Stanley Picker Gallery is pleased to be hosting Kingston University BA Architecture students, as they complete construction and install new pieces created as part of their Tectonics Module, taught and led by Nicholas Lobo Brennan and Matthew Phillips.
Brennan and Phillips write:
Architecture is thought through its making. Tectonics is where the thoughts of a designer meet the practical issues of bringing something into existence. This module aims to frame these material issues not as problems to be addressed at the end of a spatial design process, but rather as opportunities and potential primary drivers of architecture.
The making of an architectural project requires material research and testing, the preparation of shop (construction) drawings, time planning, costing, delivery and preparation of final construction materials, and assembly of those materials. It requires not one person but the collaboration and co-ordination of many in a team or series of teams. Once the build is finished, it requires recording through photographs and final publication drawings gathered into finely judged documentation.
For this module, the students have been asked to undertake a miniaturised version of the process of making architecture, driven by material and structural ideas. They have formed groups where they become designers, draftspeople, project managers, quantity surveyors, engineers and builders. Within their groups they have formed specialities (drawing, prototyping, material research, documentation, project management), changing roles as they move from pre-construction to construction, then to post-construction (the studio workers become craftspeople, the material testers become construction teachers, all finally become curators and publishers). The result is one 1:20 architectural object per group, each a study of a particular material, structure and set of architectural elements.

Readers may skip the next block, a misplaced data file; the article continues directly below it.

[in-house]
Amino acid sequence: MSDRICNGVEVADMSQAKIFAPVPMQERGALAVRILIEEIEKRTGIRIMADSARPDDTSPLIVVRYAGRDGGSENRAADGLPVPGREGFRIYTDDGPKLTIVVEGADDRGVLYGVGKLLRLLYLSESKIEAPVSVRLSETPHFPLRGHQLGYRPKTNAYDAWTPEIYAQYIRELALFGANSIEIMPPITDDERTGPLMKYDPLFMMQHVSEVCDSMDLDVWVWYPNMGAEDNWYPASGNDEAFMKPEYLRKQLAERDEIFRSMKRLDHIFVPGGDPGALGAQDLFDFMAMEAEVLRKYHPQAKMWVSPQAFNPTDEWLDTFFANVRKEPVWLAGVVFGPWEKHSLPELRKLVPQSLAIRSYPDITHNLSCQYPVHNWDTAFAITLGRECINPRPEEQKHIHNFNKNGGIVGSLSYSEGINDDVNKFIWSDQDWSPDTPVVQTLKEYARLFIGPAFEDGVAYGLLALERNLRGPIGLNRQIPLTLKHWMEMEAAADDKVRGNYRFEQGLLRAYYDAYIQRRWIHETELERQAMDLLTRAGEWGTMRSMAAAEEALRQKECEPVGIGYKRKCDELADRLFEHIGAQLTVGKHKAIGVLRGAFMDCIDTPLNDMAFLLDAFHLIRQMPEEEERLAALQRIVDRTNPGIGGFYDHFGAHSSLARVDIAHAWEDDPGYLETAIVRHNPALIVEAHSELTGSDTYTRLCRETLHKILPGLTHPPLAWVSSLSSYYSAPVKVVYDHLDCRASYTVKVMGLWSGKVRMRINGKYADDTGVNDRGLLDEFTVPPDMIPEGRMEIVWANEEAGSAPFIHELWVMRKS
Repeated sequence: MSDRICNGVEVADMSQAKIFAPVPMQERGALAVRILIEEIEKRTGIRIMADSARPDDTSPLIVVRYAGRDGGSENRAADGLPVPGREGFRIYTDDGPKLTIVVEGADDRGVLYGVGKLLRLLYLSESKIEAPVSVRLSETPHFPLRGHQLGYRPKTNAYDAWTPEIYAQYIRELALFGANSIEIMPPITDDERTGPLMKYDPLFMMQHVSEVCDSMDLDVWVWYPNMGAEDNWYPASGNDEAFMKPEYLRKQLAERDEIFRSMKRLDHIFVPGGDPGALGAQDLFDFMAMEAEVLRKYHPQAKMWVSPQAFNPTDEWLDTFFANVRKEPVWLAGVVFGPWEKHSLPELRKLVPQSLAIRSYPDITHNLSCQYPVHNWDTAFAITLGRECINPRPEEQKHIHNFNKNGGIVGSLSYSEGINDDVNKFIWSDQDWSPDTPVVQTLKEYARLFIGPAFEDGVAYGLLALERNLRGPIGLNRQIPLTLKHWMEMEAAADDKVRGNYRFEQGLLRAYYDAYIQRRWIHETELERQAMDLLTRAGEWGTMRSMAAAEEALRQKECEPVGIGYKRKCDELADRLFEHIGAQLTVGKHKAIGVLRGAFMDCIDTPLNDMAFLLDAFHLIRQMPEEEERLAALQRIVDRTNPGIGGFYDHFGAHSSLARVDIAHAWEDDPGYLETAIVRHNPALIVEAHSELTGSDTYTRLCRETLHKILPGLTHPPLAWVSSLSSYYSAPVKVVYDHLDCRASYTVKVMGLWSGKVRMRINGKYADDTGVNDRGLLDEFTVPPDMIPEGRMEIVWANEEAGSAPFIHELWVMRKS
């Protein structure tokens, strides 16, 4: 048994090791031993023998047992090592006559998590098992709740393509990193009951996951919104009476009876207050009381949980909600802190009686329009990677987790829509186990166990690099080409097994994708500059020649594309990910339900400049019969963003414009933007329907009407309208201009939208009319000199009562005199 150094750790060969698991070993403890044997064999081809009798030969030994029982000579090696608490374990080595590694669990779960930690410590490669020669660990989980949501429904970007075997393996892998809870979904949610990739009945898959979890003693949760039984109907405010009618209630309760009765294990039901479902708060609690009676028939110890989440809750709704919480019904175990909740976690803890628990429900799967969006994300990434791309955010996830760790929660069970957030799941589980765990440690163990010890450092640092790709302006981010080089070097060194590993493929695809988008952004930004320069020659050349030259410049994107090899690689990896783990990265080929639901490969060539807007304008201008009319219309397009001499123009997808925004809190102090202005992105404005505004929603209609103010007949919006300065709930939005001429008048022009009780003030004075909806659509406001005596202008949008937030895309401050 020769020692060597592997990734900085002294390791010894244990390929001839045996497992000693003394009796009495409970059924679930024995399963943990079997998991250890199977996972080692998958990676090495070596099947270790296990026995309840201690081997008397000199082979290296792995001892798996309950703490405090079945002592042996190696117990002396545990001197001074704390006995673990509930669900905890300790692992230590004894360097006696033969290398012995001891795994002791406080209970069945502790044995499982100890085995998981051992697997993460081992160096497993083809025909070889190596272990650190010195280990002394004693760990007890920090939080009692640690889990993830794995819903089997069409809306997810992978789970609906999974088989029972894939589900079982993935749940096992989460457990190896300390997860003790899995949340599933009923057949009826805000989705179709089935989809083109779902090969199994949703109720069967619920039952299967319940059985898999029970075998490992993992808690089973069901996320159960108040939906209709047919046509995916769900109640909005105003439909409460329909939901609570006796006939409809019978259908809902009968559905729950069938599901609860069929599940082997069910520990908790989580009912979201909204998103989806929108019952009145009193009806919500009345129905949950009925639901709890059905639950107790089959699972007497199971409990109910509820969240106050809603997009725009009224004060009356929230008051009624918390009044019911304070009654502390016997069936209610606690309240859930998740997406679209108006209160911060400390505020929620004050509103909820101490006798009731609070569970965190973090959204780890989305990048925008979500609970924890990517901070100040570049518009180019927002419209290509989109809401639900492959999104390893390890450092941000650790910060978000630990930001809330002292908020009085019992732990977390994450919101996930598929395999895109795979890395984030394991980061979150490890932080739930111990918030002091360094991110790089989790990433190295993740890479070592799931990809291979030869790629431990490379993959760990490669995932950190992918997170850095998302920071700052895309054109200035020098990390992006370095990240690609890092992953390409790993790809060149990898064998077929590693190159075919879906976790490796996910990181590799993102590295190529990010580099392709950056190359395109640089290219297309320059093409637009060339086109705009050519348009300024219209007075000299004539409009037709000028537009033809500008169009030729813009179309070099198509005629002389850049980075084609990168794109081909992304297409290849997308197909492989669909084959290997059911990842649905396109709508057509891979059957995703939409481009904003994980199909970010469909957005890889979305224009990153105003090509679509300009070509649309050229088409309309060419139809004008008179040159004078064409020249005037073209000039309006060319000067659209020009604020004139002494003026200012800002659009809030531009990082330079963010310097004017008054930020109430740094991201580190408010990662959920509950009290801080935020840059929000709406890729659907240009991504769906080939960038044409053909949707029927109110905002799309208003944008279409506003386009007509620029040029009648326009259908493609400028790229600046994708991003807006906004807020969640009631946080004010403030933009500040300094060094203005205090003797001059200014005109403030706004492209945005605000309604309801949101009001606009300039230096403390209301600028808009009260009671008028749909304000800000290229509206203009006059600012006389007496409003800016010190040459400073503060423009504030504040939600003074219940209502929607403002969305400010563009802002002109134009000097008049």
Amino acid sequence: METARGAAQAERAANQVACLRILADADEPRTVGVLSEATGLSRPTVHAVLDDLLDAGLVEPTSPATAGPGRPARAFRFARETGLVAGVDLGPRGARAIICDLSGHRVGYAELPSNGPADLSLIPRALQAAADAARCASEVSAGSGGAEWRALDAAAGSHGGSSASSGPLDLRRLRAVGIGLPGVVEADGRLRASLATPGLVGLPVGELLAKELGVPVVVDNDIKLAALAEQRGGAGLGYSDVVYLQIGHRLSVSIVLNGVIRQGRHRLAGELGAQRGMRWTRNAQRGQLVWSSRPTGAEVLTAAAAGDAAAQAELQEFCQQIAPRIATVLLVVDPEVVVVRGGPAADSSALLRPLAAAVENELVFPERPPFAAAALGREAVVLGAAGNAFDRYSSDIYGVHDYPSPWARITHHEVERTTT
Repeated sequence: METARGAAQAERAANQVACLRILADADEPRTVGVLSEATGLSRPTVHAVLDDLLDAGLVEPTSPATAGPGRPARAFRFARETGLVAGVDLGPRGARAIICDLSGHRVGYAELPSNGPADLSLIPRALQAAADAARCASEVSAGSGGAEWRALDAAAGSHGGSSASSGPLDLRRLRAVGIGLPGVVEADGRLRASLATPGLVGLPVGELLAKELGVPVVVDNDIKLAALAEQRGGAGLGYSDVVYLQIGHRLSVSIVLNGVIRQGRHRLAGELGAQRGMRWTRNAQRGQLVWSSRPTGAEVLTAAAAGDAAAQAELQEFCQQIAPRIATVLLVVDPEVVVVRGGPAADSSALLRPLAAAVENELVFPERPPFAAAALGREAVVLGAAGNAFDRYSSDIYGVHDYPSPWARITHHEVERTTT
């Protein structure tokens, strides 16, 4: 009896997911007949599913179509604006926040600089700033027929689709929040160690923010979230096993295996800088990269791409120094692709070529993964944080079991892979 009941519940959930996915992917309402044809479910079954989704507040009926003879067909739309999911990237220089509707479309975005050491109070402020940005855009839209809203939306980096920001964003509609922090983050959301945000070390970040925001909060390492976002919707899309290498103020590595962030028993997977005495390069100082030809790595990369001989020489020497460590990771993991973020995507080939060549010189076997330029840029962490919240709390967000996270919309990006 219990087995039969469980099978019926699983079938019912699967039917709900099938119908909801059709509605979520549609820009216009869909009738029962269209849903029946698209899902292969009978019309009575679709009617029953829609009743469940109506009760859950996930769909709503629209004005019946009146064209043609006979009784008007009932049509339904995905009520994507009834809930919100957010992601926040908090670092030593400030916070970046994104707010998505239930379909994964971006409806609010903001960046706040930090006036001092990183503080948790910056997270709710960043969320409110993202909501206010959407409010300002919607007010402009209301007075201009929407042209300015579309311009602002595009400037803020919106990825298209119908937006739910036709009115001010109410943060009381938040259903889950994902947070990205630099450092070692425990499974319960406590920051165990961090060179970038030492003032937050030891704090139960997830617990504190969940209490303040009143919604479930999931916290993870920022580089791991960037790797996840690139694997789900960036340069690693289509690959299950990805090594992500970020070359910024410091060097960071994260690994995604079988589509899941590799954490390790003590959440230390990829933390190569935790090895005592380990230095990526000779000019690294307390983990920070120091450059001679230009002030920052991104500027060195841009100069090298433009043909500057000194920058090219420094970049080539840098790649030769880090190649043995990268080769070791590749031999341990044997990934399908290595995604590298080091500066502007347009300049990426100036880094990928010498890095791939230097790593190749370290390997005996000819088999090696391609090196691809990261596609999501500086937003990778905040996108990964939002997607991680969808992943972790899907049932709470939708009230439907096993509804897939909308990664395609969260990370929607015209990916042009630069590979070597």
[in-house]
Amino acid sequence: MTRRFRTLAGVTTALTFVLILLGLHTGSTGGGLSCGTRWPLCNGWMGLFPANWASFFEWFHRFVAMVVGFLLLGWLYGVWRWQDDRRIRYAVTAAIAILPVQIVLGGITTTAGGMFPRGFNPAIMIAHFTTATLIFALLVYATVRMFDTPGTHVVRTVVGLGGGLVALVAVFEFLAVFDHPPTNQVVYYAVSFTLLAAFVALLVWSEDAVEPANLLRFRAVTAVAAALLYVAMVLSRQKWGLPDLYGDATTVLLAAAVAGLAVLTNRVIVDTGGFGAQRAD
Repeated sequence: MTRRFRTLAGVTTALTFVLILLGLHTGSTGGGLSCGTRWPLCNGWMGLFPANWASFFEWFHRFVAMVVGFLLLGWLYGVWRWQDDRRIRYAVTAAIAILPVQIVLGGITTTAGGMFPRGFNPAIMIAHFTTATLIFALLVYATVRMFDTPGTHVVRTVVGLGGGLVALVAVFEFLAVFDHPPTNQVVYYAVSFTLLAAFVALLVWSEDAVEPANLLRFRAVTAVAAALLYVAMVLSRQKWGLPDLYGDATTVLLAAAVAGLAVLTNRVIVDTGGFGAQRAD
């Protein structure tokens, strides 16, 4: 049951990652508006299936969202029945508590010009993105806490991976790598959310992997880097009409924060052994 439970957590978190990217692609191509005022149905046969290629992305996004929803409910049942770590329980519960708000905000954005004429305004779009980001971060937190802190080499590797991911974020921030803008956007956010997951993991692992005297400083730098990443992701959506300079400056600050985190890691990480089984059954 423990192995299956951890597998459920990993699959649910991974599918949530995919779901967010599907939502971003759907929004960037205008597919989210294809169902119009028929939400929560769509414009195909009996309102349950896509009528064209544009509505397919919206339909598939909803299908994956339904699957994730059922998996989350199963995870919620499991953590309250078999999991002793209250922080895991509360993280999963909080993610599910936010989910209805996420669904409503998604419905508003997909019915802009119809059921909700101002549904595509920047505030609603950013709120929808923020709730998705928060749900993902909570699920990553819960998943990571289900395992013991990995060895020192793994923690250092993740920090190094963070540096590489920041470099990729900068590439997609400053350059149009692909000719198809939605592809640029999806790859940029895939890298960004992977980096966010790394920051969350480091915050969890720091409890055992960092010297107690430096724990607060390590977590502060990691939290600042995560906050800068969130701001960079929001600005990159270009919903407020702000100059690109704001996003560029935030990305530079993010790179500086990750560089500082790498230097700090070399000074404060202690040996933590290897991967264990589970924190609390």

We have asked the students grow their thinking out of making; without site, context or use. As such, each group is given a highly constrained brief of a volume (0.2m3), a reference project, a form (towers, vertical and horizontal slabs, cubes) and a material to start off their project with. From here they were asked to structure their volume as 1:20 space, fabricating each of the primary elements of the architecture (walls, floors, columns and so on). The final constraint was that the structure should follow a principle that – though stable – expresses a form at the edge of stability. This allows for the investigation of the relationship between a material and its thickness and weight, rather than relying on (ill-considered) heavily glued, screwed and over-dimensioned solutions.
The students have been asked to take a critical stance on how to include practical circulation and usable space. Some models show a detailed staircase, others only suggest where one might go. In some cases, students have invented their own uses for the spaces along the way, expanding on issues such as where plumbing or glazing might go.
Unlike making a representational architectural model of card and paper, which requires no significant additional steps between the cutting of elements and gluing on to the model, we asked the students to work with ‘real’ materials. These are heavier or less stable than typical model materials, they are materials that bend, crumble, or have significant mass and weight. This leads to the process being closer to that of full-scale construction, in which jigs, formwork, or scaffolding are often necessarily employed as part of the transformation of materials from their raw state to when they are installed as part of the structure. We asked the students to work with what the materials can do and let this be a part of what guides them to their final objects.
The exhibition is the result of a term of work by second year architecture students. This is the first course that forms part of the new tectonics teaching and research within the school led by Associate Professor Nicholas Lobo Brennan.